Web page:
Chain Banking

AAA

DEFINITION of 'Chain Banking'

Conceptually a form of bank governance that occurs when a small group of people control at least three banks that are independently chartered. Usually, the controlling parties are majority shareholders or the heads of interlocking directorates. Chain banking as an entity has declined with the surge in interstate banking.

BREAKING DOWN 'Chain Banking'

Chain banking is not like branch banking, where one bank has several different locations. It also differs from group banking, which has several affiliate banks within a single bank holding company. The liberalization of banking laws has also contributed to the obsolescence of this type of bank control.

RELATED TERMS
  1. Reserve City Bank

    A bank that is found in any city that also has a Federal Reserve ...
  2. Interstate Banking

    The expansion of banking across state lines. Interstate banking ...
  3. Cashier's Check

    A check written by a financial institution on its own funds. ...
  4. Bank

    A financial institution licensed as a receiver of deposits. There ...
  5. Retail Banking

    Typical mass-market banking in which individual customers use ...
  6. Credit Union

    Member-owned financial co-operative. These institutions are created ...
Related Articles
  1. Credit & Loans

    The Evolution Of Banking

    Banks are a part of ancient history. Find out how this system of money management developed into what we know today.
  2. Insurance

    Your First Checking Account

    This owner's manual will show you what to expect from your bank.
  3. Options & Futures

    Choose To Beat The Bank

    From internet banking to credit unions, it's in your power to cut fees and maximize service.
  4. Retirement

    What Was The Glass-Steagall Act?

    Established in 1933 and repealed in 1999, the Glass-Steagall Act had good intentions but mixed results.
  5. Mutual Funds & ETFs

    ETF Analysis: iShares MSCI Europe Financials

    Learn about the iShares MSCI Europe Financials fund, which invests in numerous European financial industries, such as banks, insurance and real estate.
  6. Markets

    Moral Hazard in the Chinese Market

    The Chinese government faces the issue of balancing its desire to maintain stable markets through manipulation with the danger of a looming bubble if stock prices run up too much.
  7. Stock Analysis

    Should You Follow Millionaires into This Sector?

    Millionaire investors—and those who follow them—should take another look at the current economic situation before making any more investment decisions.
  8. Mutual Funds & ETFs

    ETF Analysis: iShares US Regional Banks

    Obtain information and analysis of the iShares US Regional Banks ETF for investors seeking particular exposure to regional bank stocks.
  9. Technical Indicators

    Key Financial Ratios to Analyze Retail Banks

    Learn about key financial metrics that investors use to evaluate retail banks, and how the industry is fundamentally different from most other industries.
  10. Stock Analysis

    Benefits of Regional Bank ETFs over Commercial Banks

    The SPDR S&P Regional Banking ETF offers a stable local alternative to broad-based multinational commercial banking sector funds.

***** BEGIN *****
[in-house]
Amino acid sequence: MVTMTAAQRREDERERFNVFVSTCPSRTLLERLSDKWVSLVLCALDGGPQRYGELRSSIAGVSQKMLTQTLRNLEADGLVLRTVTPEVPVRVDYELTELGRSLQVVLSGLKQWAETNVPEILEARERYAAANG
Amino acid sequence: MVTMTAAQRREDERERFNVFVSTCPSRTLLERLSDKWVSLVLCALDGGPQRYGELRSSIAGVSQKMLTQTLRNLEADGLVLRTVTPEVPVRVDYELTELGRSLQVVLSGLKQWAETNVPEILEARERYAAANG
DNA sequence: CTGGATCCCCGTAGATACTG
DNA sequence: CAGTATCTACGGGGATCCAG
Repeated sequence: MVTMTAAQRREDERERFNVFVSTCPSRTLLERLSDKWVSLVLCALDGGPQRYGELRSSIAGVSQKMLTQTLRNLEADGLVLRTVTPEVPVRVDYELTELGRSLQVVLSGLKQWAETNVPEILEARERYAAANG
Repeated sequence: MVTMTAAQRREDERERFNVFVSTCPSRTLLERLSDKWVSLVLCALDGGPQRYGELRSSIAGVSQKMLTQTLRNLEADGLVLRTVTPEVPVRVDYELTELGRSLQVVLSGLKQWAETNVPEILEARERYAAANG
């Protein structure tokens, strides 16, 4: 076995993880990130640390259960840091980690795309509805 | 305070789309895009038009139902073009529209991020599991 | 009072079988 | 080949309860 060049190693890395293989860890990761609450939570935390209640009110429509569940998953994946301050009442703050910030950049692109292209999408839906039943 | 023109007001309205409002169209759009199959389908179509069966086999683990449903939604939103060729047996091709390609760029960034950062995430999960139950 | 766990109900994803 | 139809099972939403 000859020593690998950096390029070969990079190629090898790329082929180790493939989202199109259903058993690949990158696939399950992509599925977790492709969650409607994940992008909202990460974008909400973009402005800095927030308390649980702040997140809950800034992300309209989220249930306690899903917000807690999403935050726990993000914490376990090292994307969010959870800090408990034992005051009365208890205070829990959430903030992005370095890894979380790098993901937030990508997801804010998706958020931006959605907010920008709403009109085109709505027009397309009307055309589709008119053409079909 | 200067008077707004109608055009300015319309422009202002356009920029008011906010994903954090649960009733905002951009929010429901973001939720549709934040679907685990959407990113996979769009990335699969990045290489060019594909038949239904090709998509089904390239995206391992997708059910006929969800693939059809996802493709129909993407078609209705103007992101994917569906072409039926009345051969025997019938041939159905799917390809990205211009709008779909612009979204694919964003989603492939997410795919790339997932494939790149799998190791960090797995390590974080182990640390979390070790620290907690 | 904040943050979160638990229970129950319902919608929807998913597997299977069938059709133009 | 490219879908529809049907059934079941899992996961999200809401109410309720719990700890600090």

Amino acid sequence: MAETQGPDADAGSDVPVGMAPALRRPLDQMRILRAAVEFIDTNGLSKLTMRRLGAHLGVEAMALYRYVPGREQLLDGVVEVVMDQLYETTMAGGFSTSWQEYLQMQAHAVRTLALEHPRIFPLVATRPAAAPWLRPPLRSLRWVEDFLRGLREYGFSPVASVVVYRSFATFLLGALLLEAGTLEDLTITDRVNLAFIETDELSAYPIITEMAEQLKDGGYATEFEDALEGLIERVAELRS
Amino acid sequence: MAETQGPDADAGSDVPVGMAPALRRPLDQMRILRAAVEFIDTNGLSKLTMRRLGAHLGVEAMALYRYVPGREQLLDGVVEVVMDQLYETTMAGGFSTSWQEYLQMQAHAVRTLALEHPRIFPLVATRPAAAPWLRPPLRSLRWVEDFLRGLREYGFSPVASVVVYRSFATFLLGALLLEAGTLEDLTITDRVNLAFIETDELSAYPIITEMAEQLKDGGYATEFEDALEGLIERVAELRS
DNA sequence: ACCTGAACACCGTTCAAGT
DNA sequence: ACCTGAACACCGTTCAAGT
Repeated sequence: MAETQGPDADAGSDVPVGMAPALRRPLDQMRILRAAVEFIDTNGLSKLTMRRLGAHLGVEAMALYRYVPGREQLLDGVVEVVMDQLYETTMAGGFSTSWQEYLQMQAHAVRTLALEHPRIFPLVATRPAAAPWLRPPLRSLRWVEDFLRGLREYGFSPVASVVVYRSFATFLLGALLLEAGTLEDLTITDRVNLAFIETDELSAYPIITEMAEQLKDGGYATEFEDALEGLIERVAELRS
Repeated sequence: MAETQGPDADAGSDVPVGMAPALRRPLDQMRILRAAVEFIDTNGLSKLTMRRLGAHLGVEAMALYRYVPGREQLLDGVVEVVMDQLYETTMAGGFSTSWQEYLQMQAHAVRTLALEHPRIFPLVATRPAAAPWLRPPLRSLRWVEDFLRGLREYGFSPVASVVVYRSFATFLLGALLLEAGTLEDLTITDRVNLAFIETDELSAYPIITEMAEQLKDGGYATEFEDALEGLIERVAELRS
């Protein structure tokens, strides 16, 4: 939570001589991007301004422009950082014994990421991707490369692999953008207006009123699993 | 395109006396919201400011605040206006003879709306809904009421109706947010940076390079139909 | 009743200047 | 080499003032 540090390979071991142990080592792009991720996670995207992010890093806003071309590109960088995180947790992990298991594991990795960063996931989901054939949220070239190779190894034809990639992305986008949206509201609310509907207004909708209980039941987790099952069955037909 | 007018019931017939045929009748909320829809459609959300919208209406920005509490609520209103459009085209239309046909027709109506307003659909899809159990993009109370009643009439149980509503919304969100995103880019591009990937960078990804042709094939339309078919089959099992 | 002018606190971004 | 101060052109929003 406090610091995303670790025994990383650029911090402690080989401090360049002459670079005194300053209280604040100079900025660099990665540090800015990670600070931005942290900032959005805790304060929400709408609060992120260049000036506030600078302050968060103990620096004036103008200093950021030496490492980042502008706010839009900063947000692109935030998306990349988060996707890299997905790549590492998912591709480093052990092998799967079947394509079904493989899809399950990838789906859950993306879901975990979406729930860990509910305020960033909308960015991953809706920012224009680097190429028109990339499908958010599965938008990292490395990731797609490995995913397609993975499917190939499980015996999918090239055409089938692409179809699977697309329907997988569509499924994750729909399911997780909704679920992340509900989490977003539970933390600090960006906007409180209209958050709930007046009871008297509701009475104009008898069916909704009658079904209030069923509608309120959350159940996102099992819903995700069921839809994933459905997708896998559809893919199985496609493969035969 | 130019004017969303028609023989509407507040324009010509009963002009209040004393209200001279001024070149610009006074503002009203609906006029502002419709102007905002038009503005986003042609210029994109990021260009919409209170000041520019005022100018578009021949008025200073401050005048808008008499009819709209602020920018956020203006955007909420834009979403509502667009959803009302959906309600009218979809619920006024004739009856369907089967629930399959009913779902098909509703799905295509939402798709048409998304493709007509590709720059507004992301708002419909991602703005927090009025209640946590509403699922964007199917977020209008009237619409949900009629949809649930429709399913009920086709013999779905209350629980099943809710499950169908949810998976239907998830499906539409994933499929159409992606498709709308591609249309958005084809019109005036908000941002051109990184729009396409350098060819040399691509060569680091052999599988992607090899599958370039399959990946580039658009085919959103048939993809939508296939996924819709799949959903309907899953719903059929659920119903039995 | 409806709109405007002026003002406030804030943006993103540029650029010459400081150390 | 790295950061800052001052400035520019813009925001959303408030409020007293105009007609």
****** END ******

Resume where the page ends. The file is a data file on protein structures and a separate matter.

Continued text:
RELATED FAQS
  1. How does online banking assist with budgeting?

    Setting up online banking can make a personal budget easier to manage through the use of multiple accounts or expense categories ... Read Full Answer >>
  2. What is the difference between a Debit Order and a Standard Order in a bank reconciliation?

    While both debit orders and standard orders represent recurring transactions that must be considered in bank reconciliations, ... Read Full Answer >>
  3. How can I cancel a bank draft that I have purchased?

    It is not commonly possible to cancel or stop payment on a bank draft since it, in effect, represents a transaction that ... Read Full Answer >>
  4. How does investment banking differ from commercial banking?

    Investment banking and commercial banking are two primary segments of the banking industry. Investment banks facilitate the ... Read Full Answer >>
  5. Who generally structures a syndicated loan?

    Typically, either an investment bank or a commercial bank structures a syndicated loan. A syndicated loan is provided by ... Read Full Answer >>
  6. What role does a correspondent bank play in an international transaction?

    A correspondent bank is most typically used in international buy, sell or money transfer transactions to facilitate foreign ... Read Full Answer >>

You May Also Like

Hot Definitions
  1. Bear Market

    A market condition in which the prices of securities are falling, and widespread pessimism causes the negative sentiment ...
  2. Alligator Spread

    An unprofitable spread that occurs as a result of large commissions charged on the transaction, regardless of favorable market ...
  3. Tiger Cub Economies

    The four Southeast Asian economies of Indonesia, Malaysia, the Philippines and Thailand. Tiger cub economy indicates that ...
  4. Gorilla

    A company that dominates an industry without having a complete monopoly. A gorilla firm has large control of the pricing ...
  5. Elephants

    Slang for large institutions that have the funds to make high volumes trades. Due to the large volumes of stock that elephants ...
  6. Widow's Exemption

    In general terms, a widow's exemption refers to the amount that can be deducted from taxable income by a widow, thereby reducing ...
Trading Center
×

You are using adblocking software

Want access to all of Investopedia? Add us to your “whitelist”
so you'll never miss a feature!